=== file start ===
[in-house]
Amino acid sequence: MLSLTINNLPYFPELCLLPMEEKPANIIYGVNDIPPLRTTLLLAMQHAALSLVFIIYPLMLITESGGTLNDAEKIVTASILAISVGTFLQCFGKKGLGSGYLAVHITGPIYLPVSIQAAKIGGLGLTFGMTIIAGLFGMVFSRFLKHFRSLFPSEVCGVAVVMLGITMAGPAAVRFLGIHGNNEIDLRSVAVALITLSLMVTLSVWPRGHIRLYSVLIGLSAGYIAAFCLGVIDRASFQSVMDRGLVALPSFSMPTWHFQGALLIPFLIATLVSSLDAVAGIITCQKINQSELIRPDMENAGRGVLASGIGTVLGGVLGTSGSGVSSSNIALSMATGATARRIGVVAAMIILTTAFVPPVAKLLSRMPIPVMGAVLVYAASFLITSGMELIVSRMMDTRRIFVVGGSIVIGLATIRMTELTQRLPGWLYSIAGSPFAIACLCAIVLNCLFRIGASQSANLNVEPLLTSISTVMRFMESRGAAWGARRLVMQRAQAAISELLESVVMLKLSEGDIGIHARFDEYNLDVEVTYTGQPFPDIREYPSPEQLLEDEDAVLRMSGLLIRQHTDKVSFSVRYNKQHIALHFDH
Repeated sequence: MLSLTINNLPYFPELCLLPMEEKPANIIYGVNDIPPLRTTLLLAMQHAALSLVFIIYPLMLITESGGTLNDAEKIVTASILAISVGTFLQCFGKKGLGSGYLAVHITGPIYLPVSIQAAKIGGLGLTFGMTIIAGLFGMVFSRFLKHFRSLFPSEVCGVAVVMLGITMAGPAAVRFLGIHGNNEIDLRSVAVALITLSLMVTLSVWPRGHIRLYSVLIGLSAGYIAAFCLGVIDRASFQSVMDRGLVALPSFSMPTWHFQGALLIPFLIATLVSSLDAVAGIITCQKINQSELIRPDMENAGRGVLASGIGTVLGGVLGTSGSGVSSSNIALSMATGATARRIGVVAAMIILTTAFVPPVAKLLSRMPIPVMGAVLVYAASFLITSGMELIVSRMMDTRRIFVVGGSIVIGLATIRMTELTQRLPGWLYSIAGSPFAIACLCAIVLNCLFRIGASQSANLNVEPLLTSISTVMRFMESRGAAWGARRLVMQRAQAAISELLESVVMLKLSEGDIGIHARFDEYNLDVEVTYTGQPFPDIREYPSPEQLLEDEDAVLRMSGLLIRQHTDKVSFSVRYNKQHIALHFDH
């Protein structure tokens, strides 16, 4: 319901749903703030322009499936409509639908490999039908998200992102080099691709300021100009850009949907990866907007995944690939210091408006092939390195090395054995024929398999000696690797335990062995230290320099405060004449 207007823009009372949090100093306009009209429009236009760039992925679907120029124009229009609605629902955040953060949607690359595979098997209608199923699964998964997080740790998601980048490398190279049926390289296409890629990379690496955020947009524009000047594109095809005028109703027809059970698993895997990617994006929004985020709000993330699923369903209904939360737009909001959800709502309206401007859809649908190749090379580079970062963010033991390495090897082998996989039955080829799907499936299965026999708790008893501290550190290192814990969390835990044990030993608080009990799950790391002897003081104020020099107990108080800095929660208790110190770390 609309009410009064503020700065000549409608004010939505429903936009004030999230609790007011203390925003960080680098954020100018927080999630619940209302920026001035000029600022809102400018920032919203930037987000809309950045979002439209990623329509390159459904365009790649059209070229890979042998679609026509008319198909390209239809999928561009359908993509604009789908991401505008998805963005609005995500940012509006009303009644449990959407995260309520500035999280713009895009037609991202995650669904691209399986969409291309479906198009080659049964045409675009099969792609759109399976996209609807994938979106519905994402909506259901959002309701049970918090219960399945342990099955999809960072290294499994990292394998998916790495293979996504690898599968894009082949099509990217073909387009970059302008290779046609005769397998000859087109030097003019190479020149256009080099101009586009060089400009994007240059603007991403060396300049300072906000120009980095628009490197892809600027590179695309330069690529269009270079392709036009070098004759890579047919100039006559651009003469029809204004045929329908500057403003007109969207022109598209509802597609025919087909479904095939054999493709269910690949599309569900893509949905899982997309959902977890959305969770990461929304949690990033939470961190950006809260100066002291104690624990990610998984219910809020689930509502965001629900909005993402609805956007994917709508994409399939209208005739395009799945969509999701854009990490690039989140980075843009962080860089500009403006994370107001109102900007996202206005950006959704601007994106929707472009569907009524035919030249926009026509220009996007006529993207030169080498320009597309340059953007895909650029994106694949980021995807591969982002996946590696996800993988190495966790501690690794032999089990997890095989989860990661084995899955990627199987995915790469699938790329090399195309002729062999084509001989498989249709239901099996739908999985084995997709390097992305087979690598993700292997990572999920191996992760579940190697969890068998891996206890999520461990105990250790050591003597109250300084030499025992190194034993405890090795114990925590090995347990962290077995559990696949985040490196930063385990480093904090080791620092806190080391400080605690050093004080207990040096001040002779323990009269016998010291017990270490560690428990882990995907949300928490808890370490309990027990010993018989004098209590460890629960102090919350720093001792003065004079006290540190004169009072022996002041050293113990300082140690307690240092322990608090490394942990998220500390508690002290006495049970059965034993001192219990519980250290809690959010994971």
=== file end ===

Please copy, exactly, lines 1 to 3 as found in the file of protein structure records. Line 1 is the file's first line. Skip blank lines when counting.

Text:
[in-house]
Amino acid sequence: MLSLTINNLPYFPELCLLPMEEKPANIIYGVNDIPPLRTTLLLAMQHAALSLVFIIYPLMLITESGGTLNDAEKIVTASILAISVGTFLQCFGKKGLGSGYLAVHITGPIYLPVSIQAAKIGGLGLTFGMTIIAGLFGMVFSRFLKHFRSLFPSEVCGVAVVMLGITMAGPAAVRFLGIHGNNEIDLRSVAVALITLSLMVTLSVWPRGHIRLYSVLIGLSAGYIAAFCLGVIDRASFQSVMDRGLVALPSFSMPTWHFQGALLIPFLIATLVSSLDAVAGIITCQKINQSELIRPDMENAGRGVLASGIGTVLGGVLGTSGSGVSSSNIALSMATGATARRIGVVAAMIILTTAFVPPVAKLLSRMPIPVMGAVLVYAASFLITSGMELIVSRMMDTRRIFVVGGSIVIGLATIRMTELTQRLPGWLYSIAGSPFAIACLCAIVLNCLFRIGASQSANLNVEPLLTSISTVMRFMESRGAAWGARRLVMQRAQAAISELLESVVMLKLSEGDIGIHARFDEYNLDVEVTYTGQPFPDIREYPSPEQLLEDEDAVLRMSGLLIRQHTDKVSFSVRYNKQHIALHFDH
Repeated sequence: MLSLTINNLPYFPELCLLPMEEKPANIIYGVNDIPPLRTTLLLAMQHAALSLVFIIYPLMLITESGGTLNDAEKIVTASILAISVGTFLQCFGKKGLGSGYLAVHITGPIYLPVSIQAAKIGGLGLTFGMTIIAGLFGMVFSRFLKHFRSLFPSEVCGVAVVMLGITMAGPAAVRFLGIHGNNEIDLRSVAVALITLSLMVTLSVWPRGHIRLYSVLIGLSAGYIAAFCLGVIDRASFQSVMDRGLVALPSFSMPTWHFQGALLIPFLIATLVSSLDAVAGIITCQKINQSELIRPDMENAGRGVLASGIGTVLGGVLGTSGSGVSSSNIALSMATGATARRIGVVAAMIILTTAFVPPVAKLLSRMPIPVMGAVLVYAASFLITSGMELIVSRMMDTRRIFVVGGSIVIGLATIRMTELTQRLPGWLYSIAGSPFAIACLCAIVLNCLFRIGASQSANLNVEPLLTSISTVMRFMESRGAAWGARRLVMQRAQAAISELLESVVMLKLSEGDIGIHARFDEYNLDVEVTYTGQPFPDIREYPSPEQLLEDEDAVLRMSGLLIRQHTDKVSFSVRYNKQHIALHFDH